Thus emboldened, Stokes left Massachusetts and, after a long stretch of Kerouac-inspired drifting, arrived in Los Angeles. Just don’t ask him when: “I‘m very bad with time frames. I don’t remember things, particularly the teenage years. I got out here when I was 21 or 22.” In L.A., he hooked up with blues talent like the Penguins and Alonzo B. Willis (“The Roach,” used in John Waters‘ Hairspray), and for a time he seemed to cover all points of the music-business compass: He worked the door for Buck Owens’ road show, instinctively soaking up both the subtleties and extremities Owens‘ Buckaroos excelled in. He hung out with Jimmy Bowen when the producer’s home was, as Bowen wrote in his autobiography, “ground zero to a wild ‘young Hollywood’ party that never seemed to stop.” He made the scene with singer Keely Smith and “the wildest guy I‘ve ever met,” cowpoke actor Chill Wills.


By the mid-’60s, Stokes had already recorded a handful of freaky one-off rock singles on a variety of a labels, using a different band name each time: the Heathen Angels, Rock Bottom & the Candy Kisses, the Flower Children (“We were anything but!” he says with a laugh) and, most notably, the Perpetual Motion Workshop, whose “Infiltrate Your Mind” is prized by collectors as one of the greatest and rarest 45s Los Angeles rock & roll ever produced. Landing a job as a staff writer at Elektra Records, he next formed the Nighthawks, whose redneck rock raver “Voodoo Woman,” co-written with guitar slinger Lonnie Mack, made the Top 100 and became a Southeastern jukebox staple. Elektra took a chance and signed the Nighthawks the same day the MC5 joined its roster.

The Nighthawks mixed Southern swamp rock with hardcore psych-rock guitars, covers of Hank Williams and Coasters songs, and a lot of screaming. They also featured, on Stokes‘ own compositions, plenty of violence, notably with the first recorded version of “Ride on Angel,” a mutant acid-rockabilly tale of barroom murder that’s possibly the first rock song to address the death penalty: “The Bible says thou shalt not killBut man, I heard that line beforeIf the Bible says thou shalt not killWhat excuse has the law?” Stokes‘ shredded, pirate-wrestler vocal delivers the song with ferocious bite, topping off a formula that perfectly mirrored the innate cultural needs of the FTW biker set, the weirdly bifurcated mentality typified by the Hell’s Angels‘ staunch rejection of square social convention and hippie-baffling eagerness to rush out and pulverize anti–Vietnam War demonstrators.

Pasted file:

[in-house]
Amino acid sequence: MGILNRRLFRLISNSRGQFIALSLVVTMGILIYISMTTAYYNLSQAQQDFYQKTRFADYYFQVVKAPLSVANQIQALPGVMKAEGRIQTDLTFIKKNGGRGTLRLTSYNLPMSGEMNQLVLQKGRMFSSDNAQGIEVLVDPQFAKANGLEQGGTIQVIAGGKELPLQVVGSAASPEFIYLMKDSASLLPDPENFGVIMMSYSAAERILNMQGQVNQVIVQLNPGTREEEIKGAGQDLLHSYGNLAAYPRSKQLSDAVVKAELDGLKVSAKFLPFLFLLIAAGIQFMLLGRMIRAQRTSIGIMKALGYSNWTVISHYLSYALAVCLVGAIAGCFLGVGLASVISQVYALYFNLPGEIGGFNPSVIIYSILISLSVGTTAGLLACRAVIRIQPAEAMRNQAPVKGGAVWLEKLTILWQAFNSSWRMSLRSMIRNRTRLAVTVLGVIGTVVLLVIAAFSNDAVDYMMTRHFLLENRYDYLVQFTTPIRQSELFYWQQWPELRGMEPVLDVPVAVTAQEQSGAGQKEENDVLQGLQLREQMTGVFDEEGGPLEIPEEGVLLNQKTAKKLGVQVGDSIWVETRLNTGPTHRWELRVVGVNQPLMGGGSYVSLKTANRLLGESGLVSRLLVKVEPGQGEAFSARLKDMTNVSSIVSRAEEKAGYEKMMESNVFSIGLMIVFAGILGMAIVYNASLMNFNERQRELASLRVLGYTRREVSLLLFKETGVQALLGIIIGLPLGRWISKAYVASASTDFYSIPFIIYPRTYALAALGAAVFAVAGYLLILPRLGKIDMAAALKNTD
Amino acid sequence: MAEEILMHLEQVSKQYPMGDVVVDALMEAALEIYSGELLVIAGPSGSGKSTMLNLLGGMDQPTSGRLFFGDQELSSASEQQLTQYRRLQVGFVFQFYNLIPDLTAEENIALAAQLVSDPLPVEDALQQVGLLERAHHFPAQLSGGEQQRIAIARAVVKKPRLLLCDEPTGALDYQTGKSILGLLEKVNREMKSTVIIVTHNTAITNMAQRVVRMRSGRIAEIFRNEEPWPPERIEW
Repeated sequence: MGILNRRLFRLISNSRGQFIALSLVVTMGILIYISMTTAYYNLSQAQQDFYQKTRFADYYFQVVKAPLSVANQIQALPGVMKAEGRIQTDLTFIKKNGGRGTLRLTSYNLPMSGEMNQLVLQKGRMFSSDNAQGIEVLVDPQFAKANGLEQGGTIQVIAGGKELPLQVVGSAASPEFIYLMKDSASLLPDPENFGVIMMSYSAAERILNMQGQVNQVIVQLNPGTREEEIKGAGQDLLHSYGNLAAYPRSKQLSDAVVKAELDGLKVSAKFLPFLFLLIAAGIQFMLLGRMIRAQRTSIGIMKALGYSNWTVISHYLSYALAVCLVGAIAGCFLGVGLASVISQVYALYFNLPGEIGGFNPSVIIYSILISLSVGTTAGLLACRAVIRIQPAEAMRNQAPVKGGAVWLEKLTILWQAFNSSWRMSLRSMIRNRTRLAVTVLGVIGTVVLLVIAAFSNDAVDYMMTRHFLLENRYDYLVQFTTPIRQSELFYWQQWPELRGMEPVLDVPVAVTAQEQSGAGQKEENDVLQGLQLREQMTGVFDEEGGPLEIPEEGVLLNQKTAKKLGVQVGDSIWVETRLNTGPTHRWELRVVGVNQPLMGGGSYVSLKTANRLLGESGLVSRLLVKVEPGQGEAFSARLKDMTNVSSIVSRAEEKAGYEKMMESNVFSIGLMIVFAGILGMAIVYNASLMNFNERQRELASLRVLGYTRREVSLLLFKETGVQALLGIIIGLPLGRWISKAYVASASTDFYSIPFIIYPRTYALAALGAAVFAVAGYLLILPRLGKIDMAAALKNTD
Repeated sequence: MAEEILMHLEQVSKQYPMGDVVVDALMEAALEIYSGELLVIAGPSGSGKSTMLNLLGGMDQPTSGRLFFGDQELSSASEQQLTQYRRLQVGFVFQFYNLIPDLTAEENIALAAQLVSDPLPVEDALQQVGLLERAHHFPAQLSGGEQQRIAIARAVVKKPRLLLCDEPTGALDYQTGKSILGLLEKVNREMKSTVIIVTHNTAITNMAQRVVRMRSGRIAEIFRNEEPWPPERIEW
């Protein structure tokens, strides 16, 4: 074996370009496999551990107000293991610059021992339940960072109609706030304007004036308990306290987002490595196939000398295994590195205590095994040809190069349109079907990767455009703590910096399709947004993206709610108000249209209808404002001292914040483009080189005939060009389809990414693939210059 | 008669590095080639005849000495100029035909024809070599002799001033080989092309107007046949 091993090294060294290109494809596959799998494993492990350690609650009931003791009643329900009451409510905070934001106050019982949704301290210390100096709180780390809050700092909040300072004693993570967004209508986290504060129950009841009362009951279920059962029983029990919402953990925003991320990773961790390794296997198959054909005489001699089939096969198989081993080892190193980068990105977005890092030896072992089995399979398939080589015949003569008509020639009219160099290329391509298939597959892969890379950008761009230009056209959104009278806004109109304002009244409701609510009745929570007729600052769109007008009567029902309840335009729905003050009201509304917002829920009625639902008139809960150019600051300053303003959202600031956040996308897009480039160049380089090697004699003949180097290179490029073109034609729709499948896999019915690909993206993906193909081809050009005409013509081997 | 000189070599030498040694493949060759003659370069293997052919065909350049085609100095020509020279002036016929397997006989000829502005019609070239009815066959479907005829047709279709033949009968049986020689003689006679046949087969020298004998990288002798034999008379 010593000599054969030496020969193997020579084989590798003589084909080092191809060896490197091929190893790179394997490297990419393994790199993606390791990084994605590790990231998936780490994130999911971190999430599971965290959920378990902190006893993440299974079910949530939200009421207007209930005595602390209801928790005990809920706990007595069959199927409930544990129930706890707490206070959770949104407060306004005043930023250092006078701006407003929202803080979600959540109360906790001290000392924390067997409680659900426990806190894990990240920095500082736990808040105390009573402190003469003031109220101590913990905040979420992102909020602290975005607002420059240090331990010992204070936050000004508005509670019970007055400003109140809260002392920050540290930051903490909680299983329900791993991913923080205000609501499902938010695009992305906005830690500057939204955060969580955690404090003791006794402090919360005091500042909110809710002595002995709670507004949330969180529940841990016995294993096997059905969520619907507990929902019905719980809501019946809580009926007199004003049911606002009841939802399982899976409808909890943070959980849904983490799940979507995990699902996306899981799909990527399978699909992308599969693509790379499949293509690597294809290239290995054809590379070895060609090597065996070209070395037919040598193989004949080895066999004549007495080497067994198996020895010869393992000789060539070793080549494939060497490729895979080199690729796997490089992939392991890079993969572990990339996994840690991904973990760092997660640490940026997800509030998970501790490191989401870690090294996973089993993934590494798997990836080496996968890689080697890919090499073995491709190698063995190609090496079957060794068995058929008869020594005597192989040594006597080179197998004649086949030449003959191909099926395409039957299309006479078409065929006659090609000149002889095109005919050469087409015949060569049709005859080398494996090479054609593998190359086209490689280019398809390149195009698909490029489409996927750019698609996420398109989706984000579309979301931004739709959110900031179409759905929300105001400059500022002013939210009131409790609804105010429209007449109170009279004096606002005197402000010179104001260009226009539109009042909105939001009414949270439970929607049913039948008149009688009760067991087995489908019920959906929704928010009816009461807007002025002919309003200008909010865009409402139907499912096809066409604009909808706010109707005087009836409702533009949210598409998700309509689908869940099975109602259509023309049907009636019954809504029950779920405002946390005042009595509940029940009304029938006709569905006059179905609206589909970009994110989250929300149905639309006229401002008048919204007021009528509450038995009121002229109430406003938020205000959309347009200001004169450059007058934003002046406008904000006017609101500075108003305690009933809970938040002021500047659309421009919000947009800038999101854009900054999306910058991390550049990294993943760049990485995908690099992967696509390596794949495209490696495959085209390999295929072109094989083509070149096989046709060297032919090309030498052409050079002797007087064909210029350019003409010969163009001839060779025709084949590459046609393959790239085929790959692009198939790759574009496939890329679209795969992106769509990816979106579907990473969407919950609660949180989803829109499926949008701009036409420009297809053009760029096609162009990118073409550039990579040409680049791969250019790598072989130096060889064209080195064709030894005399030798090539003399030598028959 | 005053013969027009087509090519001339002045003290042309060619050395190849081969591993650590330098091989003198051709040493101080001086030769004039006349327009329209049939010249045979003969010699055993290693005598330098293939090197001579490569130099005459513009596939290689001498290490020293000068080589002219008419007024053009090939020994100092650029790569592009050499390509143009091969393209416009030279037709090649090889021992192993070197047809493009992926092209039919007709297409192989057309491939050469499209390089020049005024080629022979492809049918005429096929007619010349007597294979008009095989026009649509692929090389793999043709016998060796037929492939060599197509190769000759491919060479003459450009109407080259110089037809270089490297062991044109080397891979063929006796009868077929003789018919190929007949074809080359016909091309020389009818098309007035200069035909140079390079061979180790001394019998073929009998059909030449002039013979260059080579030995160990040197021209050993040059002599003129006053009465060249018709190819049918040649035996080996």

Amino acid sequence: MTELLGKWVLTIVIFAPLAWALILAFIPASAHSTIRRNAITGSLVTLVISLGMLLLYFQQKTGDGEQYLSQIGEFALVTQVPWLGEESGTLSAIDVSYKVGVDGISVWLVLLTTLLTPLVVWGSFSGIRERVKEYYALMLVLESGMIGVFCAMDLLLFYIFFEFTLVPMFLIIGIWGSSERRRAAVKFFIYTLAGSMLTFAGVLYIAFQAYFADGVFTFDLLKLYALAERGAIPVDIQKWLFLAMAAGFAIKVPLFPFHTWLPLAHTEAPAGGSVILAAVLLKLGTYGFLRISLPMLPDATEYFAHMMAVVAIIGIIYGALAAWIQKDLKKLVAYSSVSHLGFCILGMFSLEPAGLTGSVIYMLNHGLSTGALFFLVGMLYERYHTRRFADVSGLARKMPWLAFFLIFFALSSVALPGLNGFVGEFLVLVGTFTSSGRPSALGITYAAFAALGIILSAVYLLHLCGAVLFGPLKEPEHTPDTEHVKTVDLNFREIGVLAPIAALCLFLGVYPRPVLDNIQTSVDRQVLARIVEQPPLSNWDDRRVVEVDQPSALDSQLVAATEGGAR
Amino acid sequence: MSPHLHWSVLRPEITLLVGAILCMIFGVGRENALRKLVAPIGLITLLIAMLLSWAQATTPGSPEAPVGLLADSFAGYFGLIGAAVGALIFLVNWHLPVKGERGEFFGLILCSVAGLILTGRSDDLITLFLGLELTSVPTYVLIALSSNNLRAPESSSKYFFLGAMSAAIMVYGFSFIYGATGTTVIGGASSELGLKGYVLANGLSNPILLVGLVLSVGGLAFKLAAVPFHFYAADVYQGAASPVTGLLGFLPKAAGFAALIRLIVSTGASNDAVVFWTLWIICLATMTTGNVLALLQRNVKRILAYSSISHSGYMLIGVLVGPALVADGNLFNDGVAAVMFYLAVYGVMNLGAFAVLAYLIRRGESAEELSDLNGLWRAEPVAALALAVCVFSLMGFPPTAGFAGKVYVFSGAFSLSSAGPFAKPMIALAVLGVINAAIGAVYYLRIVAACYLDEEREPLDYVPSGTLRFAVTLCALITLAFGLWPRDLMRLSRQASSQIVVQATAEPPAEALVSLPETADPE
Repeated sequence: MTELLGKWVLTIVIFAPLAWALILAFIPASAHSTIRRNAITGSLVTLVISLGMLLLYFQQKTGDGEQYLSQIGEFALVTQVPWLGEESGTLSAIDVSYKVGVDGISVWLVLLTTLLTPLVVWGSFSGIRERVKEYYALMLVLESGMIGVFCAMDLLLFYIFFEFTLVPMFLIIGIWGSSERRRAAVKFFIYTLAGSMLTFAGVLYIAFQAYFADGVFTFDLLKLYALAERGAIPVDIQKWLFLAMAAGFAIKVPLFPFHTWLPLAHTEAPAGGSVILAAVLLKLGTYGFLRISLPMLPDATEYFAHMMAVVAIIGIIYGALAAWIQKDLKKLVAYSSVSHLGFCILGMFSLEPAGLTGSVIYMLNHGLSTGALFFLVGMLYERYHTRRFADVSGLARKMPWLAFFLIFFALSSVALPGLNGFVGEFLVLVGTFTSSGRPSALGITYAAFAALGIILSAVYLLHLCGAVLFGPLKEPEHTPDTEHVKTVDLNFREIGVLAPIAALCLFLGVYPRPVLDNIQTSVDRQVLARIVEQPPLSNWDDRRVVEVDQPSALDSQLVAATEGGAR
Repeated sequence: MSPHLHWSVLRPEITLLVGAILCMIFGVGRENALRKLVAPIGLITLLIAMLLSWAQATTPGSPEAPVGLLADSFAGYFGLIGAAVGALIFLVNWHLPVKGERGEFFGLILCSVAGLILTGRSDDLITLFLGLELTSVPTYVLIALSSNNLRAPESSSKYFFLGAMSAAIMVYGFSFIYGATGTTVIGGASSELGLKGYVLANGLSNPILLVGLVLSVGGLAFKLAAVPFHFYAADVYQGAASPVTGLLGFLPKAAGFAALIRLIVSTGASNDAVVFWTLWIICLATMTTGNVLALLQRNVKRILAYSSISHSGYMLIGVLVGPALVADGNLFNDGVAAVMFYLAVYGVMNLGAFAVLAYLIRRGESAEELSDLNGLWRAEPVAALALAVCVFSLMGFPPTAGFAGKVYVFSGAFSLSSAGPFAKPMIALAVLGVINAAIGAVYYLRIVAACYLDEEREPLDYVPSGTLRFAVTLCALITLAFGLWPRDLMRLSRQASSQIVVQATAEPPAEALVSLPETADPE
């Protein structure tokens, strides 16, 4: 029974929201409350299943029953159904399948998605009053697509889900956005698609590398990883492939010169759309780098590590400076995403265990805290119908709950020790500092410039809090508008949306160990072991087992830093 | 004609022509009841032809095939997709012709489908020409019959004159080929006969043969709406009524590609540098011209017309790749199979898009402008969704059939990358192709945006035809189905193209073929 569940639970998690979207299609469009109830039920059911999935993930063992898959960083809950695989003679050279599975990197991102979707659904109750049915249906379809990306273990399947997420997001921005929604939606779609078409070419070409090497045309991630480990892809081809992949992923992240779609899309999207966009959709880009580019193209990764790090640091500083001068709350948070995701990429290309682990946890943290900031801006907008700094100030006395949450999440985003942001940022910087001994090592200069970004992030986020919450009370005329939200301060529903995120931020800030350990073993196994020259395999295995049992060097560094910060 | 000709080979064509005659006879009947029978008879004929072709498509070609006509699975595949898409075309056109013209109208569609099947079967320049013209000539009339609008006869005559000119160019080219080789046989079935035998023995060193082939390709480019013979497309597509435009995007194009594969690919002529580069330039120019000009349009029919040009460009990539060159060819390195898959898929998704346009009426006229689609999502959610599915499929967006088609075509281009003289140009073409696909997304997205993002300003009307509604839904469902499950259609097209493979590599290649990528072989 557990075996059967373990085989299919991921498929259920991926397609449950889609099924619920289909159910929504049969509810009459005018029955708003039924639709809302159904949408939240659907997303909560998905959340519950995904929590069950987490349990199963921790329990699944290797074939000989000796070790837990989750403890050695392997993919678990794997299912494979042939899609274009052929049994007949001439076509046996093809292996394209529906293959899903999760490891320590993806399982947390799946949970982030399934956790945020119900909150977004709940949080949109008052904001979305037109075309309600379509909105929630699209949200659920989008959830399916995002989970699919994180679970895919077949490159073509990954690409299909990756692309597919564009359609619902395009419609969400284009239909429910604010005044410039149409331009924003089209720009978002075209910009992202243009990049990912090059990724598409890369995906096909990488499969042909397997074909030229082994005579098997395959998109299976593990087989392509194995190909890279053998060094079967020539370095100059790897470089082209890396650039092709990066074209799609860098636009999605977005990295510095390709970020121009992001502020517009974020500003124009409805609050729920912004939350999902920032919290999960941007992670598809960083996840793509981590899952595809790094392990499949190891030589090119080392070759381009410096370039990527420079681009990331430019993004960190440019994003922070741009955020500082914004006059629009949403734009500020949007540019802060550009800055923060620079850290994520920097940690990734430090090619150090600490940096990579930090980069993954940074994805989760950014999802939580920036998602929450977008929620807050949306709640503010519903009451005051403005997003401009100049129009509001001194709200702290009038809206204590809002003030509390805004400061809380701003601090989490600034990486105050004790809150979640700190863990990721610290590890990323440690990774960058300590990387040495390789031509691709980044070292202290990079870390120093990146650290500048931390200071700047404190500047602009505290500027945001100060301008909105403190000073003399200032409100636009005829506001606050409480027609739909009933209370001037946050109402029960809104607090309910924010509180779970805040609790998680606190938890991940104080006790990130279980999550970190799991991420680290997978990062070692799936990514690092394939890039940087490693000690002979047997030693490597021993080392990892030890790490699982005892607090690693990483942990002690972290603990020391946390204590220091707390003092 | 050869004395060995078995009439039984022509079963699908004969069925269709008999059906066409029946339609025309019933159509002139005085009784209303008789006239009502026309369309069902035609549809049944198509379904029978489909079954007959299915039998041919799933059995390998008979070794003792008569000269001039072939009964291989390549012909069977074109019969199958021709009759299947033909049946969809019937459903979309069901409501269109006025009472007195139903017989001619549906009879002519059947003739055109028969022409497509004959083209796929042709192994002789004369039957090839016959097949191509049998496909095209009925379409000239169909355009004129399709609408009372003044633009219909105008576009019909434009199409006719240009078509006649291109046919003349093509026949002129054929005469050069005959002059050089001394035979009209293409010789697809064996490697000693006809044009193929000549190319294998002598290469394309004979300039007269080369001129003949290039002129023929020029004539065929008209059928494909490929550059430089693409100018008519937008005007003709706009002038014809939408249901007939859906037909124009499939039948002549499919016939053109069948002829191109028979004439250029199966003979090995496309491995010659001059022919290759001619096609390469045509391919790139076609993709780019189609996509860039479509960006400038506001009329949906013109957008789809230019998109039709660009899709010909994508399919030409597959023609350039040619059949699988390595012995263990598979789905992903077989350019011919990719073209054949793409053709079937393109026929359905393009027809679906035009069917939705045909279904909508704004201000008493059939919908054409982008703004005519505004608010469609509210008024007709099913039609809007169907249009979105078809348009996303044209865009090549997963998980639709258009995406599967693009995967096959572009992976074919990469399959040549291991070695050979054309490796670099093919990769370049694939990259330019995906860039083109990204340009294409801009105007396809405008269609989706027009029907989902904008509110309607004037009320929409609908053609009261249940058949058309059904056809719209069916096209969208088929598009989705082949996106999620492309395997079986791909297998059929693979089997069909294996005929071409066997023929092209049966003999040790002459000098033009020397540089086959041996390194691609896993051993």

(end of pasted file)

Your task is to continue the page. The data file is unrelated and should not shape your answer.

The rise of Stokes’ cachet with motorcycle clubs coincided spectacularly with the hippies‘ vociferous repudiation of his entire style: “The Nighthawks were working around as a band, doing a lot of biker clubs,” Stokes says. “We were in Seattle on a big show. The Flying Burrito Brothers were on the card, Big Brother & the Holding Company, Freddie King, a bunch of people, and the place was filled. When we played, we were really getting booed. Everything was peace and love, but they just hated us! And we had two days there, people booing the hell out of us, and we’re yelling, ‘Fuck you!’ So, the second gig, people were rushing the stage — they hated the Nighthawks! — but I didn‘t realize that it was going to come to a full-on riot. We get off the stage, and there’s a bunch of bikers and also this little guy wearing a cape named Presley Zoom, and he said, ‘This is the greatest act that we’ve ever had up in Seattle, and we came to protect you as you leave this place.‘ Because fists were flying, the police were coming down.”